The Evening Herald, 1909

January 5, 1909

Herring Catchers Have a Hard Time

Passengers arriving by yesterday’s express from Random, T.B., tell of a hard experience which two residents of the above place, named Eli and Mathias King, had recently. They proceeded to haul their herring net in a boat on the 24th ult in the afternoon, and had just started to take the herring out of the net when a sudden squall sprang up and they were obliged to drop all and make for land as quickly as possible. After several hours heavy rowing they reached port as the wind was steadily increasing and blowing against them. They landed at a point a couple of miles from their homes, and to avoid losing their boat, hauled it upon the beach clear of the water. Dividing what herring they had secured into two equal portions and placing them in their oilskins they began their march homewards. Their tramp through thick woods and deep snow proved very difficult, and early next morning they reached home in a tired and exhausted condition. When the storm sprang up much anxiety was felt as to their safety, and when night deepened the shadows and hours passed away and they still failed to put in an appearance fears for the worst were beginning to dawn in the minds of those most concerned over their safety, but on arriving safe all felt relieved.


January 9, 1909

Messrs. Elisha Gregory and Joseph Green, residents of Northern Bight, T.B., left by the accommodation last evening for home after spending a couple weeks in town transacting business.



January 12, 1909

Wedding Bells

On Tuesday, the 22nd December, at 3 p.m. at St. Mary’s Church, Hodges Cove, random South, Trinity Bay, the Rev. M.K. Gardner officiating. The contracting parties were Mr. Wm. H. Smith, youngest son of Mr. Stephen Smith of Hodges Cove, and Miss Mary Jane Olford, C. of E. school teacher, only daughter of the late Thomas Olford, of Salvage, B.B. The bride, who was given away by Wm. Peddle, sr., looked charming in cream embroidered nun’s veiling with hat and veil to match. She was attended by Miss Delilah E. Balsom, while Mr. Isaac John Smith, brother of the groom, acted as best man.

The bridesmaids looked very pretty being becomingly attired. After the ceremony the happy couple, amidst volleys of musketry, proceeded to the home of the bridgegroom, where they were met by a large number of friends. Congratulations being tendered, a sumptuous supper was served to a large number of friends.

Dancing commenced at 10 o’clock, and was kept up until eight o’clock next morning at the home of Mr. Smith, after which the many friends retired to their homes well pleased with their night’s merriment. Many presents were given to the bride from far and near. Your correspondent, with many others, wish the happy couple many years of wedded happiness and prosperity.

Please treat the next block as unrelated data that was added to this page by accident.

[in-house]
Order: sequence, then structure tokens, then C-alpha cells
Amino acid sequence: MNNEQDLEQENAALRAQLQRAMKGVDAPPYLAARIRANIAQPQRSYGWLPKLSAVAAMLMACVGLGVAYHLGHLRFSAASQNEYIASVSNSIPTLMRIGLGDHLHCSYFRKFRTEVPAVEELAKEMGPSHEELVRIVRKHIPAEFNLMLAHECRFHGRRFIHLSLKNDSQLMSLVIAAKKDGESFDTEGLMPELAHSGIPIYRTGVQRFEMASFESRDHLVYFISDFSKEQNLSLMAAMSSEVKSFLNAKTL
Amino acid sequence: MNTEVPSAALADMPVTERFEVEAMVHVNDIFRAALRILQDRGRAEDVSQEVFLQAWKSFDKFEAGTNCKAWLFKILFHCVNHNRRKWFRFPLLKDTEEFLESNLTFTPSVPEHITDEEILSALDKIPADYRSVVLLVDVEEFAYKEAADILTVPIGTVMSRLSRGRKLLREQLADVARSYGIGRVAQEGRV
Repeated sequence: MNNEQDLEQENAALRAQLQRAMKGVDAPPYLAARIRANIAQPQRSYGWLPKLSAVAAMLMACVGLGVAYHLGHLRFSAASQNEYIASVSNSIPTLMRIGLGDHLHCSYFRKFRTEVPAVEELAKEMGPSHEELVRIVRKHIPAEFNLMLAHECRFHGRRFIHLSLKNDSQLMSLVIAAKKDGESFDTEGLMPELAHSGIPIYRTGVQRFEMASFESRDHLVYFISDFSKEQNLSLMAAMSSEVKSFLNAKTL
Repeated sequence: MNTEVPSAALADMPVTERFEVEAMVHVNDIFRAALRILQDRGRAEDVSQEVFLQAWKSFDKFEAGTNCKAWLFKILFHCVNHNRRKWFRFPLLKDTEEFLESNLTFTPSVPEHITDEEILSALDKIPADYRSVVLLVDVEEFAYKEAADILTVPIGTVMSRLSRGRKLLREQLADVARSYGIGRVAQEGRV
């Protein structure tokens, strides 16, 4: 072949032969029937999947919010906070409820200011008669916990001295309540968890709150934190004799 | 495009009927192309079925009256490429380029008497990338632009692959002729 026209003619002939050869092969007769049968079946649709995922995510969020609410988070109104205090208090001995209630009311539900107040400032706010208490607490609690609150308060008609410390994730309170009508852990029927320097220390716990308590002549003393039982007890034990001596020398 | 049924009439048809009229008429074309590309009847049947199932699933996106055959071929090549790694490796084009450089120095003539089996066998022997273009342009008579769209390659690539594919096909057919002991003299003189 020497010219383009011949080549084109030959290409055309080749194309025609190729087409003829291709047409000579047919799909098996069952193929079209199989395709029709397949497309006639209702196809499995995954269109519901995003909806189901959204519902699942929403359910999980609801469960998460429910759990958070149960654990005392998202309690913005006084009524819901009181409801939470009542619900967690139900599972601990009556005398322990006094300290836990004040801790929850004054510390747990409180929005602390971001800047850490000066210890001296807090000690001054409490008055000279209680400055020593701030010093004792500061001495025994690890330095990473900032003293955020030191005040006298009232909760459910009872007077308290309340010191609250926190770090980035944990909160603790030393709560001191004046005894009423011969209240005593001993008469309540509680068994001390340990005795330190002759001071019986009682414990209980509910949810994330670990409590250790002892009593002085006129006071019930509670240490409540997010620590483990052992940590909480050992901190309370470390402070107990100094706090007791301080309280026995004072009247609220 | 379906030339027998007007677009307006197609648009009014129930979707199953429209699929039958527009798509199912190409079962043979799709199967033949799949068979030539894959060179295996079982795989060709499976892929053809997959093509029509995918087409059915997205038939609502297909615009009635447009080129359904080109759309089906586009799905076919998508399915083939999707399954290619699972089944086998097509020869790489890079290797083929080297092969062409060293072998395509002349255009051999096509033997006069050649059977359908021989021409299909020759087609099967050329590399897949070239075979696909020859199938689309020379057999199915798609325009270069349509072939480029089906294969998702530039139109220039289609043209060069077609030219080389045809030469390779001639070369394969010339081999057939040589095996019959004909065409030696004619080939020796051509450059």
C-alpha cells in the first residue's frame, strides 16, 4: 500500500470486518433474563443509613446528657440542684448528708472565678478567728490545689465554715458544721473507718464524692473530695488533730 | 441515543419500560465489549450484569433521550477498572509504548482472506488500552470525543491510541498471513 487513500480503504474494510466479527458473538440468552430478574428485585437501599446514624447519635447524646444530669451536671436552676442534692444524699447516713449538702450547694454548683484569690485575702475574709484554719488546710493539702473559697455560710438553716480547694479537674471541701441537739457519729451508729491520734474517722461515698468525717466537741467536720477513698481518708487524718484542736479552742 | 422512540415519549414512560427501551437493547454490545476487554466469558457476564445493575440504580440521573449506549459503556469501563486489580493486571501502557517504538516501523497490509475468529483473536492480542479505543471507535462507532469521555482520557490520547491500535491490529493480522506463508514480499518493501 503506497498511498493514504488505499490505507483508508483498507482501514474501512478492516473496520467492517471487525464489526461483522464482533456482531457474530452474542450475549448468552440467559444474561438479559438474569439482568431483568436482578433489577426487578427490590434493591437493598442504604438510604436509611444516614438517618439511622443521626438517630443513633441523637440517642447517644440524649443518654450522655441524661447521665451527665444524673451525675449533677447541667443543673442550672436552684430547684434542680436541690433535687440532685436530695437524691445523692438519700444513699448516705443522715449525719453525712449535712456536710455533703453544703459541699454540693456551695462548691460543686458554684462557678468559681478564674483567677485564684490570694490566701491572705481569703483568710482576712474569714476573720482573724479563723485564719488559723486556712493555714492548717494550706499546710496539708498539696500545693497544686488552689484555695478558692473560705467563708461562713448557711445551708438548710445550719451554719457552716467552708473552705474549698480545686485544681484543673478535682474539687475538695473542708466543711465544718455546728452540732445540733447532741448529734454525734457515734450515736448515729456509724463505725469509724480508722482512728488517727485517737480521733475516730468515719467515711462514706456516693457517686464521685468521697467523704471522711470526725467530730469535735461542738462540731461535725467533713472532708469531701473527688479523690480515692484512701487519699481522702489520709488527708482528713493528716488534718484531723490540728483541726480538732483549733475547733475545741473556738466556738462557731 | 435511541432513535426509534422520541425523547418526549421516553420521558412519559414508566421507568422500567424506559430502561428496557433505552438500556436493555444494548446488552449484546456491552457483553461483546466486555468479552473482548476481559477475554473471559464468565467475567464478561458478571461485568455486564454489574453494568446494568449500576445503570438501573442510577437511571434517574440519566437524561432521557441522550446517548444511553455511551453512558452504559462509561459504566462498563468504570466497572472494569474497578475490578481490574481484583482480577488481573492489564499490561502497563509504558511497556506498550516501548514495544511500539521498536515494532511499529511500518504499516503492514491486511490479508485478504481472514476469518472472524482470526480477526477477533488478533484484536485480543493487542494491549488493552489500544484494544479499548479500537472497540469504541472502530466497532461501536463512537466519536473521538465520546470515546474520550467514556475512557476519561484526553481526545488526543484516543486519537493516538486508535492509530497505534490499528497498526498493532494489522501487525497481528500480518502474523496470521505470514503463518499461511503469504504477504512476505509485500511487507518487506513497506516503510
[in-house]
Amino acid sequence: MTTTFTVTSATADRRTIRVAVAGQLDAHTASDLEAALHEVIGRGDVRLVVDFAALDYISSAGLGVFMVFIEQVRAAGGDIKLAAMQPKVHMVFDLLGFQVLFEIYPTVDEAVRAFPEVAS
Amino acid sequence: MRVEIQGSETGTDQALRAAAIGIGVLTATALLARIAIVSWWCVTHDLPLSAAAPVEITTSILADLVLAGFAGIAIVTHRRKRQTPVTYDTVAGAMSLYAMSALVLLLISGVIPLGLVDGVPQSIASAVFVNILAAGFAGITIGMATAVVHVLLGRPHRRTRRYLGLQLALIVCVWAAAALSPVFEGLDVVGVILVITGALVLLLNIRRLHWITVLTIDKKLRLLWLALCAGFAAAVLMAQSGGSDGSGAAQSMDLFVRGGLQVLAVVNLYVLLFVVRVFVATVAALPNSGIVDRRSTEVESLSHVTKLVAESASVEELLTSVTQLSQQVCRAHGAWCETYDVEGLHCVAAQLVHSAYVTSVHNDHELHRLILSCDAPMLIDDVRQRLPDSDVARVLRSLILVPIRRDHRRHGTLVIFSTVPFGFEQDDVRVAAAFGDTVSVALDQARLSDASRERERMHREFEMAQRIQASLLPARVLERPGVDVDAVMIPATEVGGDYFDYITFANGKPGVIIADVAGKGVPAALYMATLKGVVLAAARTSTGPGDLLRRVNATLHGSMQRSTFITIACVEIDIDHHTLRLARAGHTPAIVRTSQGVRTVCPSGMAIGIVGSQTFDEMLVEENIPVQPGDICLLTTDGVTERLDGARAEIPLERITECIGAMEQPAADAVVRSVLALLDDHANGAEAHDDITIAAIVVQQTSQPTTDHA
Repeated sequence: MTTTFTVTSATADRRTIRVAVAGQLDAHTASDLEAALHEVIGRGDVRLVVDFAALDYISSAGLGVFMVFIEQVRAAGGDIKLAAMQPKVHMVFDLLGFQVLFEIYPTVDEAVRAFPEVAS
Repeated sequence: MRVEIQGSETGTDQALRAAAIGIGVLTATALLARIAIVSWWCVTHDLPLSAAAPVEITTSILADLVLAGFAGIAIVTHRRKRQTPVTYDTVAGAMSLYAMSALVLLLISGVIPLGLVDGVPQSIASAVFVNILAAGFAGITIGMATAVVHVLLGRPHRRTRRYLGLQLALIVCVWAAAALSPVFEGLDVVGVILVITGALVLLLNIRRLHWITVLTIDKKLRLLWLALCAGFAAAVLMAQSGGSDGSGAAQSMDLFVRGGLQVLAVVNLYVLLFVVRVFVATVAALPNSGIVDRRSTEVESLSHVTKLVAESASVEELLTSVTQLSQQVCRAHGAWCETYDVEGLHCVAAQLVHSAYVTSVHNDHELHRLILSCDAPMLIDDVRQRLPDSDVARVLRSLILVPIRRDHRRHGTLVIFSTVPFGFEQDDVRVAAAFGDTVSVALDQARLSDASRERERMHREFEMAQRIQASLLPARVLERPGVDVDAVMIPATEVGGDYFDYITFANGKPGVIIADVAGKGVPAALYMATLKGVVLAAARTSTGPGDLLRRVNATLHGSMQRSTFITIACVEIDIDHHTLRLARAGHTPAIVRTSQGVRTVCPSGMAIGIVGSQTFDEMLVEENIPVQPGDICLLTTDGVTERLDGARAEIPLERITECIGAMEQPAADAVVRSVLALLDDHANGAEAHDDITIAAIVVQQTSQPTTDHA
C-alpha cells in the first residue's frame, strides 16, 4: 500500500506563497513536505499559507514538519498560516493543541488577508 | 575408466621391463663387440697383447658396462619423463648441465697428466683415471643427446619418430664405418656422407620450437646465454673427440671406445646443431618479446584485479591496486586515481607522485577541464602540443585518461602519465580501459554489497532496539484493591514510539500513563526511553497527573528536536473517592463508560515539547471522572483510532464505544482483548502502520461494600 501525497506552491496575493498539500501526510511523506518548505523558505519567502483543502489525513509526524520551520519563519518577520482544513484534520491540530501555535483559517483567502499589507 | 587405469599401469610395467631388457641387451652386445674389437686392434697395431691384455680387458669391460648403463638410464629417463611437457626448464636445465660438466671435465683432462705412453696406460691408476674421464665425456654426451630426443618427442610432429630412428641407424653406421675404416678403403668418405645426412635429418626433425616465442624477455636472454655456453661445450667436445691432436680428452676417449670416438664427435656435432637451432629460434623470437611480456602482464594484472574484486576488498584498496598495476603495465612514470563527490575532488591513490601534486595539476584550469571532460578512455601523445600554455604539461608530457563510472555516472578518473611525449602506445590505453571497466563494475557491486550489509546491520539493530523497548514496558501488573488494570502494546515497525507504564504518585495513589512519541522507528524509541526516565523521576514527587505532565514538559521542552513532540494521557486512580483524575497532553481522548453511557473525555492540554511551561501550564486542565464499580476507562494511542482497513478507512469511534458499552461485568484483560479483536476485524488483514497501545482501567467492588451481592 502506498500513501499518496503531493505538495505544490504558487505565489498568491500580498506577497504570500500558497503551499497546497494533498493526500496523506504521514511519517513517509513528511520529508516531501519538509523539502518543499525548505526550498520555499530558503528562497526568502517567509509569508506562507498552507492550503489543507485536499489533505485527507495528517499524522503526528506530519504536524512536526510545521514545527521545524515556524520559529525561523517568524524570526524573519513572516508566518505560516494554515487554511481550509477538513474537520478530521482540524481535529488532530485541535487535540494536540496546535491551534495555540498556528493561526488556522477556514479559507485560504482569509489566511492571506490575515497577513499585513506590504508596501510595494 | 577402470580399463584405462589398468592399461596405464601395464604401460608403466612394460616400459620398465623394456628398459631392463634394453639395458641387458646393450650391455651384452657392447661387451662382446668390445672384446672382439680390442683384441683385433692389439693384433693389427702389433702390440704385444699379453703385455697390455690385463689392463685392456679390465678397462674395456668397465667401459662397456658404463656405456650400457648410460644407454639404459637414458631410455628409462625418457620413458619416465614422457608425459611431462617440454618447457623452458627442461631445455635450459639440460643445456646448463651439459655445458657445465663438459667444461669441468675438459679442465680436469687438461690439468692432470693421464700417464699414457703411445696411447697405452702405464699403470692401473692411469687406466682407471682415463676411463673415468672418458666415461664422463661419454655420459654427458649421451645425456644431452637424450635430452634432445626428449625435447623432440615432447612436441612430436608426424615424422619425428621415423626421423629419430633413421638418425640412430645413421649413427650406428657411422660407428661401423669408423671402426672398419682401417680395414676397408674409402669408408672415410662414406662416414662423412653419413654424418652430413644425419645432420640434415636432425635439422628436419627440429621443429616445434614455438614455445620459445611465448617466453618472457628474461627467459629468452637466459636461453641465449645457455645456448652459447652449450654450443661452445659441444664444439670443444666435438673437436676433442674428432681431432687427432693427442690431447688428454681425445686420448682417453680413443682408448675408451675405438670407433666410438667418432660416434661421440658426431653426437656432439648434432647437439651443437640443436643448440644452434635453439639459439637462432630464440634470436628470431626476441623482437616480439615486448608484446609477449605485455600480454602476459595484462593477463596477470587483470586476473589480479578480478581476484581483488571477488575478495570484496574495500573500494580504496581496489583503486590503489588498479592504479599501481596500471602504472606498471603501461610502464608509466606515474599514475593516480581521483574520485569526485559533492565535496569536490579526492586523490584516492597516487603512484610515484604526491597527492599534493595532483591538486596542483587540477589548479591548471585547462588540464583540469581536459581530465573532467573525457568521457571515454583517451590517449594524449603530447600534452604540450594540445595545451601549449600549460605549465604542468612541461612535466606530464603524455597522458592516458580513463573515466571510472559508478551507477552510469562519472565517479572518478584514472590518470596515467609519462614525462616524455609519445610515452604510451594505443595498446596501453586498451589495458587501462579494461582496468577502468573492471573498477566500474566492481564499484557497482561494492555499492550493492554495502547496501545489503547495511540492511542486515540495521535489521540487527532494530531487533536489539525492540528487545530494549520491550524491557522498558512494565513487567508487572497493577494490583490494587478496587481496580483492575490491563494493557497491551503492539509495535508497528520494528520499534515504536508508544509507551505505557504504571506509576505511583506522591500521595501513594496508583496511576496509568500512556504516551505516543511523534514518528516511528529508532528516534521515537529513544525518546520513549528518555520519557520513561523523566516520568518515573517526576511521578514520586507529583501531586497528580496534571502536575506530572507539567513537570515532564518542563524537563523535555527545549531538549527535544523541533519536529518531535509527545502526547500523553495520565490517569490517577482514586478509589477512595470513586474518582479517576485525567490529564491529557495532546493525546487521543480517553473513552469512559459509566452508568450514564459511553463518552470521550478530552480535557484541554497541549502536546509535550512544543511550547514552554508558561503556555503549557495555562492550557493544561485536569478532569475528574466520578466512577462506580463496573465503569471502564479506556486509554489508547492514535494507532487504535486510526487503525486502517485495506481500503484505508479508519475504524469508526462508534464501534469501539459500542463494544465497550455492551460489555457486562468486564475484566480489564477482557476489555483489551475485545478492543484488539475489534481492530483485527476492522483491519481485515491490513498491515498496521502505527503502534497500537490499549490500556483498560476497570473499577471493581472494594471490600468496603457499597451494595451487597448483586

January 13, 1909

Mr. Stephen Barrfett [Barfett] of Long Beach, Random, T.B., is now engaged building a schooner reaching in the vicinity of 60 tons. The vessel has been placed on the stocks and twenty men employed at the building which, if circumstances prove favorable, will be finished by the spring.



April 15, 1909, page 4

Events and Echoes

Mr. C. Marshall had a wire last evening acquainting him of the death of Mr. Nehemiah Frost, of Northern Bight, T.B.. after a year’s Illness. Last year Mr. Frost, fell overboard from his vessel and never recovered from the shock. Deceased was 76 years of age and was well known in this city.





October 8, 1909, Page 6

Man Injured at Grand Falls
(Exclusive to Evening Herald)

GRAND FALLS. Last Evening. This morning a man named Baker of Northern Bight fell through a hoie in the roof of the screening room, a distance of thirty feet. He was picked up unconscious and the doctor was quickly summoned. Baker is seriously injured and is now in the hospital.




October 15, 1909

Broke Boom Entering Narrows

The schr. Beatrix, Capt. S. Grieve, arrived from Fox Harbour, S.W. Arm, Random, this morning and berthed at Baine Johnston’s. While entering the Narrows the main boom was broken. The Beatrix left home Wednesday evening and thought to harbour at Carbonear yesterday out of the storm but when five miles from the harbour the wind veered and she was obliged to come on. Capt. Green says that last night was the worst time he ever experienced at sea.




Transcribed by Katie Alyward, Lisa Garrett and Wanda Garrett, January 2020; Updated March 2022

These transcriptions may contain human errors. As always, confirm these as you would any other source material.